Crash wall requires mitigation

The wall was added to the Southwest Light Rail Transit project in August

The Metropolitan Council agreed with BNSF to add a 10-foot-high, 3-foot-thick wall along a roughly mile-long stretch of the future Southwest Light Rail Transit corridor. Image courtesy Met Council

Steps must be taken to mitigate the negative effect a mile-long crash wall would have on a potentially historic Minneapolis railroad corridor, according to a Federal Transit Administration report.

The Metropolitan Council added the 10-foot-high barrier to its Southwest Light Rail Transit project late this summer. Met Council’s plan to extend its METRO Green Line 14.5 miles to Eden Prairie calls for light rail trains to exit Downtown Minneapolis along the Wayzata Subdivision, and the rail corridor’s owner, BNSF Railway, demanded a crash wall in exchange for its use.

The thick, concrete wall will run from roughly the Interstate 394 bridge, near the future Bryn Mawr Station, to just north of the Interstate 94 bridge, separating parallel freight and light rail tracks. Met Council had previously planned for some corridor protection in that area but agreed with BNSF to connect and extend several shorter segments of wall.

Met Council’s shared-use agreement with BNSF also calls for a new “tail track” where Northstar Commuter Rail vehicles can be stored between trips Big Lake. Tail track construction will widen the corridor and remove some walls and embankments considered part of the potentially historic railroad corridor, the second of two “adverse effects” requiring mitigation under the terms of the National Historic Preservation Act.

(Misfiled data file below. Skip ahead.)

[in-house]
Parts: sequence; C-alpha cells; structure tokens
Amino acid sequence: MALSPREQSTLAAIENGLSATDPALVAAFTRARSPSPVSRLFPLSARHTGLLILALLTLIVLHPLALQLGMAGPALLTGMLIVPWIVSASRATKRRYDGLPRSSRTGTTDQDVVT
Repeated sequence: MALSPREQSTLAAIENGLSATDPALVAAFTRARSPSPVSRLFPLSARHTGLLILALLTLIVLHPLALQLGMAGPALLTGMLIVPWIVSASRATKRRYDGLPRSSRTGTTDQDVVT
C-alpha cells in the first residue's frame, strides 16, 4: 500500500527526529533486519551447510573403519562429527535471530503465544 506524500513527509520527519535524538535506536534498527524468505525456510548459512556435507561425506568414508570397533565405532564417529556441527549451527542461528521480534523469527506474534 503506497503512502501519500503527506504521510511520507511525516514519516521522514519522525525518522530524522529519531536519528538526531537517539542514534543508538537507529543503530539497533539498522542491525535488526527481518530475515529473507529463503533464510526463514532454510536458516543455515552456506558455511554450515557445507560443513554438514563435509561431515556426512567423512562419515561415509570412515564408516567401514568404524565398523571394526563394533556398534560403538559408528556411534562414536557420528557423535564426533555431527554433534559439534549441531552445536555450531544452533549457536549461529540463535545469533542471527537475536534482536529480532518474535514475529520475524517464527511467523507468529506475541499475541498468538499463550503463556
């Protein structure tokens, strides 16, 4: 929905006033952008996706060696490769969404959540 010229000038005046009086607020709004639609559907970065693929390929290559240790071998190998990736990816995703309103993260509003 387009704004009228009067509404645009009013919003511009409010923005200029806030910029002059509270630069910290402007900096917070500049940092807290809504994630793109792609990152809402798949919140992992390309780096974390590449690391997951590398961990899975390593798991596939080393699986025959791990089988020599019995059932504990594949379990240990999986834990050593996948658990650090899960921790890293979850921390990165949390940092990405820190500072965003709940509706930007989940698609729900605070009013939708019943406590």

The Wayzata Subdivision is a small segment of the much longer St. Paul, Minneapolis & Manitoba Railroad/ Great Northern Railway Historic District, which extends all the way to the North Dakota border. The Minnesota Department of Transportation had previously determined that the district is eligible for listing on the National Register of Historic Places.

The FTA is requiring MnDOT’s Cultural Resources Unit and the SWLRT project office to develop the mitigation plan in consultation with the Minnesota Historic Preservation Office, the City of Minneapolis, the Minneapolis Park and Recreation Board and Hennepin County. There will also be opportunities for public input on the wall, including its design.

In a Nov. 7 letter to Met Council, the FTA set a 45-day deadline for completion of a draft mitigation plan.

A community open house on the crash wall is scheduled for 5 p.m.–7 p.m. Nov. 15 at Bryn Mawr Community School, 252 Upton Ave. S. Met Council staff plans to share and take comments on design options for the wall.

The agency also plans pop-up events that week on the Kenilworth Trail to gather comments from bicyclists and pedestrians. While the wall will be 10 feet high on the freight rail side, it will appear just 4–8 feet tall on the light rail side, the same view trail users will have.

The taller side faces the Bryn Mawr neighborhood. In a resolution passed in October, the Bryn Mawr Neighborhood Association put in writing concerns that the wall would create a new physical barrier between the neighborhood and the city and that it could reflect sounds from passing freight traffic toward nearby homes.

Met Council plans to begin construction on the $1.9-billion SWLRT project next year. Passenger service is expected to begin in 2022.